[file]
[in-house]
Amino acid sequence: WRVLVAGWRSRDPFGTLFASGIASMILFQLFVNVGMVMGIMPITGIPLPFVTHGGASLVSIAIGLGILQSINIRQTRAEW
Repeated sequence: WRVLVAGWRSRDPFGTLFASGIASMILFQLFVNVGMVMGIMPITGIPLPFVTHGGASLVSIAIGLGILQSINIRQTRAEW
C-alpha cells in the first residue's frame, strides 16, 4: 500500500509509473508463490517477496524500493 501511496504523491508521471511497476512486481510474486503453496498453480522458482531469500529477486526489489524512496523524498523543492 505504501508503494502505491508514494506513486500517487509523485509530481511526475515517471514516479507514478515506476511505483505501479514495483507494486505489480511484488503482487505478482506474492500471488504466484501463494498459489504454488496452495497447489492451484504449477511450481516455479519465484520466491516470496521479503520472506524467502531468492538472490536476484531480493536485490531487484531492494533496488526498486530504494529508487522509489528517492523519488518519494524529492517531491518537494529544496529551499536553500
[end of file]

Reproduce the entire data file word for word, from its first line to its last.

[in-house]
Amino acid sequence: WRVLVAGWRSRDPFGTLFASGIASMILFQLFVNVGMVMGIMPITGIPLPFVTHGGASLVSIAIGLGILQSINIRQTRAEW
Repeated sequence: WRVLVAGWRSRDPFGTLFASGIASMILFQLFVNVGMVMGIMPITGIPLPFVTHGGASLVSIAIGLGILQSINIRQTRAEW
C-alpha cells in the first residue's frame, strides 16, 4: 500500500509509473508463490517477496524500493 501511496504523491508521471511497476512486481510474486503453496498453480522458482531469500529477486526489489524512496523524498523543492 505504501508503494502505491508514494506513486500517487509523485509530481511526475515517471514516479507514478515506476511505483505501479514495483507494486505489480511484488503482487505478482506474492500471488504466484501463494498459489504454488496452495497447489492451484504449477511450481516455479519465484520466491516470496521479503520472506524467502531468492538472490536476484531480493536485490531487484531492494533496488526498486530504494529508487522509489528517492523519488518519494524529492517531491518537494529544496529551499536553500